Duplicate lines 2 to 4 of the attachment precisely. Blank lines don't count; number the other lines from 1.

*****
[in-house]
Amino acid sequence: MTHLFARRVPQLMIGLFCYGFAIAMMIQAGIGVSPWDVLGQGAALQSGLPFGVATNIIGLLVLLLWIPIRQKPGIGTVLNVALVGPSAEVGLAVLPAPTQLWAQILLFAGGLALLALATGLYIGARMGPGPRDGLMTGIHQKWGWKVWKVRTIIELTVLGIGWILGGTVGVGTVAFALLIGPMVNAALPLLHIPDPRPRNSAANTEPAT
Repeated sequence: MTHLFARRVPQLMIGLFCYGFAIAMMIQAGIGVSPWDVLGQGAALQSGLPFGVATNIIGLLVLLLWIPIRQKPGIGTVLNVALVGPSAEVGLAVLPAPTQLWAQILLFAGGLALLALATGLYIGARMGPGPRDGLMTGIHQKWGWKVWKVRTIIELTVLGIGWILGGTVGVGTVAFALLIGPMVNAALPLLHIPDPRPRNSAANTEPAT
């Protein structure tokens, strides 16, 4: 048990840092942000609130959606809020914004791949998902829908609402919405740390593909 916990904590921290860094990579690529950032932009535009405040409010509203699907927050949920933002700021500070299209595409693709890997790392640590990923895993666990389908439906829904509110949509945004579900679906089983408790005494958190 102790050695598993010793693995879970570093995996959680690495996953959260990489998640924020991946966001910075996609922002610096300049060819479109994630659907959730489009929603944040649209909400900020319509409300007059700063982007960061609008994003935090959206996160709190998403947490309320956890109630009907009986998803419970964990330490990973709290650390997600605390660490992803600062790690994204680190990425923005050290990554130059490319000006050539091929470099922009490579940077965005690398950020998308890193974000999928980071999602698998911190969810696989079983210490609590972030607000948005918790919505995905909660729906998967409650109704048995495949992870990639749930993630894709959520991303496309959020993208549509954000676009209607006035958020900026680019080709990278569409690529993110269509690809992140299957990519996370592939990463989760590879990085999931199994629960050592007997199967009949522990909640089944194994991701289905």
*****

Amino acid sequence: MTHLFARRVPQLMIGLFCYGFAIAMMIQAGIGVSPWDVLGQGAALQSGLPFGVATNIIGLLVLLLWIPIRQKPGIGTVLNVALVGPSAEVGLAVLPAPTQLWAQILLFAGGLALLALATGLYIGARMGPGPRDGLMTGIHQKWGWKVWKVRTIIELTVLGIGWILGGTVGVGTVAFALLIGPMVNAALPLLHIPDPRPRNSAANTEPAT
Repeated sequence: MTHLFARRVPQLMIGLFCYGFAIAMMIQAGIGVSPWDVLGQGAALQSGLPFGVATNIIGLLVLLLWIPIRQKPGIGTVLNVALVGPSAEVGLAVLPAPTQLWAQILLFAGGLALLALATGLYIGARMGPGPRDGLMTGIHQKWGWKVWKVRTIIELTVLGIGWILGGTVGVGTVAFALLIGPMVNAALPLLHIPDPRPRNSAANTEPAT
């Protein structure tokens, strides 16, 4: 048990840092942000609130959606809020914004791949998902829908609402919405740390593909 916990904590921290860094990579690529950032932009535009405040409010509203699907927050949920933002700021500070299209595409693709890997790392640590990923895993666990389908439906829904509110949509945004579900679906089983408790005494958190 102790050695598993010793693995879970570093995996959680690495996953959260990489998640924020991946966001910075996609922002610096300049060819479109994630659907959730489009929603944040649209909400900020319509409300007059700063982007960061609008994003935090959206996160709190998403947490309320956890109630009907009986998803419970964990330490990973709290650390997600605390660490992803600062790690994204680190990425923005050290990554130059490319000006050539091929470099922009490579940077965005690398950020998308890193974000999928980071999602698998911190969810696989079983210490609590972030607000948005918790919505995905909660729906998967409650109704048995495949992870990639749930993630894709959520991303496309959020993208549509954000676009209607006035958020900026680019080709990278569409690529993110269509690809992140299957990519996370592939990463989760590879990085999931199994629960050592007997199967009949522990909640089944194994991701289905």